2014 Indiana General Assembly

Lots left to do with little time remaining in legislative session

2014-03-09T01:00:00Z 2014-03-10T11:35:11Z Lots left to do with little time remaining in legislative sessionBy Dan Carden dan.carden@nwi.com, (317) 637-9078 nwitimes.com

INDIANAPOLIS | The Republican-controlled Indiana General Assembly is likely to wrap up its work this week a day or two ahead of Friday's mandatory adjournment deadline.

House Speaker Brian Bosma, R-Indianapolis, said he's hoping to "sine die," or adjourn for the year, on Wednesday, though he expects it probably will be Thursday night before he slams down his gavel to close the 2014 legislative session.

Lawmakers are unlikely to meet Friday, even though legally they can, because most senators and representatives are losing their discounted downtown Indianapolis hotel rooms Thursday morning to make room for (full price) visitors attending the Big Ten men's college basketball tournament that tips off Thursday night a few blocks from the Statehouse.

Here's a look at some of the most significant proposals the House and Senate have yet to reach agreement on, and eventually must approve in identical form before adjourning if the measures are to go to Republican Gov. Mike Pence for his signature or veto.

Business tax cut -- House Bill 1001 and Senate Bill 1 take different routes in starting Indiana toward Pence's goal of phasing out the business personal property tax, a levy on business and industrial equipment that provides $1 billion a year for schools and local governments.

The Senate wants to exempt businesses with less than $20,000 in equipment from the tax altogether. Under that plan, nearly half of Hoosier companies no longer would pay the tax, but the statewide revenue hit to locals only would be about $7 million.

The House is seeking to give counties the option of eliminating the tax or localities the choice to abate the tax for up to 25 years, instead of just 10.

Senate President David Long, R-Fort Wayne, said negotiations between the House, Senate and governor's office are focused on "more of an option-driven concept."

Both plans cut the corporate income tax rate from 6.5 percent in 2015 to 4.9 percent by the early 2020s. That cut would reduce state revenue by $136 million a year when fully implemented.

Road funding -- House Bill 1002 may allow Pence to spend up to $400 million set aside in last year's budget for transportation projects, such as adding a lane to Interstate 65 between Merrillville and Lowell.

The House authorized using all $400 million now, with $25 million going to local road projects.

But the Senate voted to limit spending to $200 million on state road projects only, and gave Pence the option of transferring the other $200 million into the state's general fund to avoid the budget cuts likely needed to make up for lackluster state revenues.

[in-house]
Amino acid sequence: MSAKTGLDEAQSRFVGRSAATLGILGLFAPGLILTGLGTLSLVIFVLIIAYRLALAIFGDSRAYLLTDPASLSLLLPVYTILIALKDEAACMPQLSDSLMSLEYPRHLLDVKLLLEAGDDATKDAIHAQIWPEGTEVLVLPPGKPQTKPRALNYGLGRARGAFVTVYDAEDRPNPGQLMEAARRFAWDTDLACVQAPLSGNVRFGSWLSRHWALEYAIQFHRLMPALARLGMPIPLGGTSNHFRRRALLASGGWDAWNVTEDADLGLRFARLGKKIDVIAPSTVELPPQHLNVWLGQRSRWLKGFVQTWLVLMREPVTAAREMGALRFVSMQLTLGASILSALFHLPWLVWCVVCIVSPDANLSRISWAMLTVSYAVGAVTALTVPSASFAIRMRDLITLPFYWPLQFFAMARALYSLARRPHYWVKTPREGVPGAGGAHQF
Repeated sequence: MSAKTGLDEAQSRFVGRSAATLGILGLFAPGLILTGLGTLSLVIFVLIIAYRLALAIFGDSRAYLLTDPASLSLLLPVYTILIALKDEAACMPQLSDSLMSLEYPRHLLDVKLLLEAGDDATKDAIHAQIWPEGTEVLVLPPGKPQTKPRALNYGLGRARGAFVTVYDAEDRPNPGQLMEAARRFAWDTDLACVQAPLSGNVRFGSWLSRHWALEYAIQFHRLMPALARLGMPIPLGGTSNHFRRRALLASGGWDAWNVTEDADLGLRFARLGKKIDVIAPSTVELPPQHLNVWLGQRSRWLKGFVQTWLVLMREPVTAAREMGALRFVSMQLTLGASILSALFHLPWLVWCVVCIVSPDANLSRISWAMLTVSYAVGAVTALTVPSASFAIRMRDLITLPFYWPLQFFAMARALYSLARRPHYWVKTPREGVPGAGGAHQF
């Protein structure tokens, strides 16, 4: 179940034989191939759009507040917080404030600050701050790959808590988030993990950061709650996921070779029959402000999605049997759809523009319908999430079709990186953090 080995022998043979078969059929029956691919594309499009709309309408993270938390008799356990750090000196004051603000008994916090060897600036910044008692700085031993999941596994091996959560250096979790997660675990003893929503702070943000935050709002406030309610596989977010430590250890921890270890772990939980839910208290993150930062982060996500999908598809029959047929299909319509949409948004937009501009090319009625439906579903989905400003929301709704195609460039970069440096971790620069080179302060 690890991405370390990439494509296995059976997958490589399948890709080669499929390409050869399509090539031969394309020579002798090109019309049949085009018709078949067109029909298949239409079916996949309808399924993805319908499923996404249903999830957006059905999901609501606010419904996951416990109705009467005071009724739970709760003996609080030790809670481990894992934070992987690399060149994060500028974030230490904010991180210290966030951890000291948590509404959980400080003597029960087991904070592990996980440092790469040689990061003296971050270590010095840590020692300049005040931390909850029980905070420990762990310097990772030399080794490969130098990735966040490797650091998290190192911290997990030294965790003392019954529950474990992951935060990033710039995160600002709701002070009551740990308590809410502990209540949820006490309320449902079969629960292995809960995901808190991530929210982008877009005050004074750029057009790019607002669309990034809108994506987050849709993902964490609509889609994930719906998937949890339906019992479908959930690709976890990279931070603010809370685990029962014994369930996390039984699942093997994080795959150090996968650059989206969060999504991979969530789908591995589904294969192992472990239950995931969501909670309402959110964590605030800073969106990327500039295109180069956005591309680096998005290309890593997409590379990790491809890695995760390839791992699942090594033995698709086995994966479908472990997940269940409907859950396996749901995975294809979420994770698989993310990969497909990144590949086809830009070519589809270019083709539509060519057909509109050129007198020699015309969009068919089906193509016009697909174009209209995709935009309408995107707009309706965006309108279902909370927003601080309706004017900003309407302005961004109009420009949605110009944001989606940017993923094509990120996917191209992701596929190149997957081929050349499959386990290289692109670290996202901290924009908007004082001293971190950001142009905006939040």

"We want to look at any kind of funding with an eye toward making sure that we have proper reserves in place," Long said.

Preschool -- House Bill 1004 initially created a pilot preschool voucher program to pay for up to 1,000 low-income 4-year-olds in five to-be-determined counties to attend prekindergarten classes starting in fall 2015.

The Senate rejected the House-approved and Pence-backed preschool plan, and its projected price tag of $20 million, and substituted a study of the state's preschool needs.

South Shore -- Senate Bill 367 closes a Lake County tax loophole and redirects the $4 million in annual savings to the Northwest Indiana Regional Development Authority "to establish or improve public mass transportation systems in Lake County."

That money is expected to be combined with revenue from Lake County cities and towns to create the local match necessary to obtain federal funds to expand the South Shore Line to Dyer.

State Sen. Brandt Hershman, R-Buck Creek, said it will be going to a conference committee this week, but he expects the Lake tax fix and South Shore funding will remain in the compromise.

Lake County tourism -- House Bill 1380 requires the annual budget and any spending by the South Shore Convention and Visitors Authority be approved by the Lake County Council.

State Rep. Charlie Brown, D-Gary, said he will ensure that provision stays in the legislation, which addresses various tax and administrative issues.

Rental inspection -- House Bill 1403 limits the ability of local governments to require registration and inspection of rental properties. Hammond Mayor Thomas McDermott Jr. calls it the "Slumlord Protection Act." State Rep. Linda Lawson, D-Hammond, is a member of the conference committee tasked with shaping its final form.

Guns -- Senate Bill 229 permits licensed handgun carriers to bring guns onto school property so long as the guns are concealed in a locked vehicle. It also allows municipal gun buyback programs to continue if they're not funded by federal, state or local tax dollars.

Common Core -- Senate Bill 91 proposes to terminate Indiana's use of the Common Core educational standards adopted by 45 other states, and replace them July 1 with Indiana-developed standards required by law to be "the highest standards in the United States."

Others -- Include finalizing reforms to the state's criminal code (House Bill 1006), deciding whether to drug test some welfare recipients (House Bill 1351), permit farmers to grow industrial hemp (Senate Bill 357), impose a moratorium on new nursing home beds (Senate Bill 173) and set the interest rate paid to retired government employees who invest their retirement savings in a state-managed annuity (House Bill 1075).

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